Brussels, 6 February 2024 – With today’s communications on the 2040 climate target and industrial carbon management (ICM), the European Commission raises the Union’s climate ambitions and lays the groundwork for the next phase of EU climate policy, where carbon dioxide removal (CDR) will play an increasingly key role.
The 2040 target communication is a step in the right direction, but separate CDR sub-targets are needed.
“Carbon Gap welcomes the proposed target of 90% net GHG emissions reductions by 2040. Together with the twin targets capping gross emissions and setting a targeted amount of removals, it shows how removals and reductions must work together to decrease our net emissions faster. Still, more permanent CDR methods exist than the ones highlighted in the communication. We recommend inclusive and tech-neutral definitions so that all safe and effective removal methods can be developed,“ says Rodica Avornic, Associate Policy Director at Carbon Gap.
The Communication on 2040 targets provides much-needed visibility and predictability on the role of CDR in achieving the EU’s climate goals, which are key to unlocking investments and purchases of removals. Whilst the separate twin targets for emissions reductions and carbon removal are a welcome step to orchestrate the parallel effort on reductions and removals and prevent mitigation deterrence, there are two crucial areas where the 2040 target Communication should be improved.
Firstly, the definition of “industrial carbon dioxide removal” only considers bioenergy with carbon capture and storage (BECCS), direct air capture with carbon storage (DACCS) and biogenic carbon. This narrow definition has implications when modelling the contribution of carbon removal towards the 2040 targets, which only considers industrial CDR and LULUCF (land use, land use change, and forestry). Consequently, the 2040 Communication is missing a whole suite of promising high-durability CDR methods that do not depend on the development of an extensive CO2 transport and storage infrastructure, such as enhanced rock weathering. Failing to develop a diverse portfolio of CDR methods puts the EU at risk of not meeting its climate targets.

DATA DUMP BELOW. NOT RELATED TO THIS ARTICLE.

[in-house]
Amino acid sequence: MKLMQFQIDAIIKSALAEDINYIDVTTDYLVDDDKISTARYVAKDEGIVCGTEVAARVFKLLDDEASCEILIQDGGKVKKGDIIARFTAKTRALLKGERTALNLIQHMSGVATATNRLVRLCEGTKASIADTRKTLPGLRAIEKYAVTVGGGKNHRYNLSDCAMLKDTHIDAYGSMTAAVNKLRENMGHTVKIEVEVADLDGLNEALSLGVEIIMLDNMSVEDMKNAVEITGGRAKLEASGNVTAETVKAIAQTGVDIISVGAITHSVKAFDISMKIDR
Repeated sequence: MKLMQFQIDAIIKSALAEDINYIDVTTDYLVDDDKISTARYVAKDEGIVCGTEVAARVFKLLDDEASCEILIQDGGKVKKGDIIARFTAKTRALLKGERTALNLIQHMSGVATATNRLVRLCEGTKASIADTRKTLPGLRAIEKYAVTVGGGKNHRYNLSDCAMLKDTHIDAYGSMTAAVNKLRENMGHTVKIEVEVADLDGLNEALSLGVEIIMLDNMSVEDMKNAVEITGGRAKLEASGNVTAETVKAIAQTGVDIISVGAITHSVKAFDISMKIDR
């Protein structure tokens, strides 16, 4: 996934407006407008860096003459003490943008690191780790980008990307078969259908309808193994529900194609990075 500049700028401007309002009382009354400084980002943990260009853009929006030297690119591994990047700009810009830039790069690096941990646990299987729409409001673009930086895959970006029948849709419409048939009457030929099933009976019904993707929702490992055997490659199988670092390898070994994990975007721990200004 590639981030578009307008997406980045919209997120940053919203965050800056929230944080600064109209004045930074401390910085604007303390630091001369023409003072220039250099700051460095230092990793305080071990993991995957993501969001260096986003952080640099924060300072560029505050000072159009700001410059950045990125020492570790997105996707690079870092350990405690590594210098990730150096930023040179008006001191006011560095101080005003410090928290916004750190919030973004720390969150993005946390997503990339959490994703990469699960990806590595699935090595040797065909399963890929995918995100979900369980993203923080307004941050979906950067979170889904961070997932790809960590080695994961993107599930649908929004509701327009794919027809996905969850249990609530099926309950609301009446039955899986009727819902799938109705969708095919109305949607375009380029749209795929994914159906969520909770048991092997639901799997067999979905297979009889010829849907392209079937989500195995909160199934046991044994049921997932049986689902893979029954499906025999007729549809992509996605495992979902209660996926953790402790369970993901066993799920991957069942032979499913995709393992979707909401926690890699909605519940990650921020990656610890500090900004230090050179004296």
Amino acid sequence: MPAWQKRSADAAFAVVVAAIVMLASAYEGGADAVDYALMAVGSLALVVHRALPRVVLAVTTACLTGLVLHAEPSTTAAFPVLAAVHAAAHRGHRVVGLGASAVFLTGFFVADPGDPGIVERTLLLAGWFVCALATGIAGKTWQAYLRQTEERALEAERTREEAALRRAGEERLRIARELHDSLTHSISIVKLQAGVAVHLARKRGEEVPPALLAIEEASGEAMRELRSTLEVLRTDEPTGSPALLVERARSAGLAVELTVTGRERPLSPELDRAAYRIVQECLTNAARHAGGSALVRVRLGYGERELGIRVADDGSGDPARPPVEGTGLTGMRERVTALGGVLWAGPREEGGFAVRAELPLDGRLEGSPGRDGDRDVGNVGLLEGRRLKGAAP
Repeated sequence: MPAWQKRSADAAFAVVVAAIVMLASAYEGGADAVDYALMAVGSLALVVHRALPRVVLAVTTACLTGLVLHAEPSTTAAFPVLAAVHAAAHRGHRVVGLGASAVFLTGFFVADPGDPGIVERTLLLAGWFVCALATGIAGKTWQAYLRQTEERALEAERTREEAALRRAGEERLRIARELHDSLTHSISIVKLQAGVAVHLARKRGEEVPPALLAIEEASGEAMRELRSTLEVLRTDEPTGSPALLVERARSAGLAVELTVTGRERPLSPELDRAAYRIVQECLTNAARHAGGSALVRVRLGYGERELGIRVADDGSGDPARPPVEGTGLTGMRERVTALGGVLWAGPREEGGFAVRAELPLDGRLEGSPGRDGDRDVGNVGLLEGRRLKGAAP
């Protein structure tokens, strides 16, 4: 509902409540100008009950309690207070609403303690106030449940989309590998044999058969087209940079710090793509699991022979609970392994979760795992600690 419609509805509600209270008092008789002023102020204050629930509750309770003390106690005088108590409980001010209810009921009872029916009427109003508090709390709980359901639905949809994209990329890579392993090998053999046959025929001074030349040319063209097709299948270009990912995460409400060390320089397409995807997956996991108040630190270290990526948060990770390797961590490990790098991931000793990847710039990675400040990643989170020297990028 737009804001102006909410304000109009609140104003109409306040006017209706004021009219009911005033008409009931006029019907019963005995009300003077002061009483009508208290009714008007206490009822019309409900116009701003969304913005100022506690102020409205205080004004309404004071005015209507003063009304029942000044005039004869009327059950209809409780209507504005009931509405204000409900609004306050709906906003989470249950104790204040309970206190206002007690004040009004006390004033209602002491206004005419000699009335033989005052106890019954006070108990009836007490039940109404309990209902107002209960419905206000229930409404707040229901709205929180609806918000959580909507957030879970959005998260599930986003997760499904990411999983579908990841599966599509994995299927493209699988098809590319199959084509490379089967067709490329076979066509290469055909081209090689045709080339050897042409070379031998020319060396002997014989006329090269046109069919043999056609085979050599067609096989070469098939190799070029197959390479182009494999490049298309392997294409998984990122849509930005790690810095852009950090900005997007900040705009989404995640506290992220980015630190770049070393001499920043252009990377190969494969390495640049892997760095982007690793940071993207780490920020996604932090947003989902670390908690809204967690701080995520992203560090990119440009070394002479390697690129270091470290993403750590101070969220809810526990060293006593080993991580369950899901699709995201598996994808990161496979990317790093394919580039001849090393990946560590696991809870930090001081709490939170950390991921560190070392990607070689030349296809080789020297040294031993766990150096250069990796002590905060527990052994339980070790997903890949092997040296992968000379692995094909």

Carbon Gap therefore strongly calls for the upcoming legislative proposal on the 2040 target and policies flowing from the Industrial Carbon Management communication to be inclusive and future-proof. Such an approach would provide a pathway for all safe and effective removal methods and ensure greater regulatory coherence, possibly by aligning with the Carbon Removal Certification Framework (CRC-F).
Secondly, the target set for CDR aggregates removals from land-based and high-durability CDR. The current lack of clarity on the contribution of high-durability removals is worrying and could result in the EU failing to respect the like-for-like principle, under which fossil emissions can only be compensated by high-durability CDR. To address this discrepancy, separate sub-targets for land-based and high-durability removals should be explicitly spelt out as part of the removal target for 2040 to delineate the contribution of CDR, and to make a clear distinction between carbon capture and storage (CCS), carbon capture and utilisation (CCU) and CDR. Furthermore, the EU should include sub-targets for land-based and high-durability removal in its next nationally determined contribution (NDC, due in June 2024), and member states should be required to spell out such targets in their next national energy and climate plans (NECPs) and NDCs.